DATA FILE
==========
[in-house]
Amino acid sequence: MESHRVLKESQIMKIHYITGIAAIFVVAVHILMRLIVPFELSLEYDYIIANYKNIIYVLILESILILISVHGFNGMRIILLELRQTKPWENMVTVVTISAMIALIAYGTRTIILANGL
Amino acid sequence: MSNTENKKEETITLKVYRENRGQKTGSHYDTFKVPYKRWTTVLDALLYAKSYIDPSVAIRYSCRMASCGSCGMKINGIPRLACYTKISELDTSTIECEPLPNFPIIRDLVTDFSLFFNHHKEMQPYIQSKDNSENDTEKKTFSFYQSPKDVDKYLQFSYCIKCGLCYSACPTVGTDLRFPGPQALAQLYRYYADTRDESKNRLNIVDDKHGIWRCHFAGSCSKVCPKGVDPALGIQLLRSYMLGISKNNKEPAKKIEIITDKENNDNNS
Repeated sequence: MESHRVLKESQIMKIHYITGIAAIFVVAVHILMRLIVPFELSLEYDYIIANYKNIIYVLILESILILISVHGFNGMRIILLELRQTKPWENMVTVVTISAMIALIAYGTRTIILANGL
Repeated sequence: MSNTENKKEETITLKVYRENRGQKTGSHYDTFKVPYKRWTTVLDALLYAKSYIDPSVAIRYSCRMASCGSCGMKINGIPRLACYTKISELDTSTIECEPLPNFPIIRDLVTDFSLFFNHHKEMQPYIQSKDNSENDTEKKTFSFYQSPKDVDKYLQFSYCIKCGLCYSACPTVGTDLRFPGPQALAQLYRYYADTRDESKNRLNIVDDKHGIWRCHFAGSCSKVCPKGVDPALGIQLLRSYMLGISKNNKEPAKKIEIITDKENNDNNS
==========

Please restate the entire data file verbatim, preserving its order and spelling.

[in-house]
Amino acid sequence: MESHRVLKESQIMKIHYITGIAAIFVVAVHILMRLIVPFELSLEYDYIIANYKNIIYVLILESILILISVHGFNGMRIILLELRQTKPWENMVTVVTISAMIALIAYGTRTIILANGL
Amino acid sequence: MSNTENKKEETITLKVYRENRGQKTGSHYDTFKVPYKRWTTVLDALLYAKSYIDPSVAIRYSCRMASCGSCGMKINGIPRLACYTKISELDTSTIECEPLPNFPIIRDLVTDFSLFFNHHKEMQPYIQSKDNSENDTEKKTFSFYQSPKDVDKYLQFSYCIKCGLCYSACPTVGTDLRFPGPQALAQLYRYYADTRDESKNRLNIVDDKHGIWRCHFAGSCSKVCPKGVDPALGIQLLRSYMLGISKNNKEPAKKIEIITDKENNDNNS
Repeated sequence: MESHRVLKESQIMKIHYITGIAAIFVVAVHILMRLIVPFELSLEYDYIIANYKNIIYVLILESILILISVHGFNGMRIILLELRQTKPWENMVTVVTISAMIALIAYGTRTIILANGL
Repeated sequence: MSNTENKKEETITLKVYRENRGQKTGSHYDTFKVPYKRWTTVLDALLYAKSYIDPSVAIRYSCRMASCGSCGMKINGIPRLACYTKISELDTSTIECEPLPNFPIIRDLVTDFSLFFNHHKEMQPYIQSKDNSENDTEKKTFSFYQSPKDVDKYLQFSYCIKCGLCYSACPTVGTDLRFPGPQALAQLYRYYADTRDESKNRLNIVDDKHGIWRCHFAGSCSKVCPKGVDPALGIQLLRSYMLGISKNNKEPAKKIEIITDKENNDNNS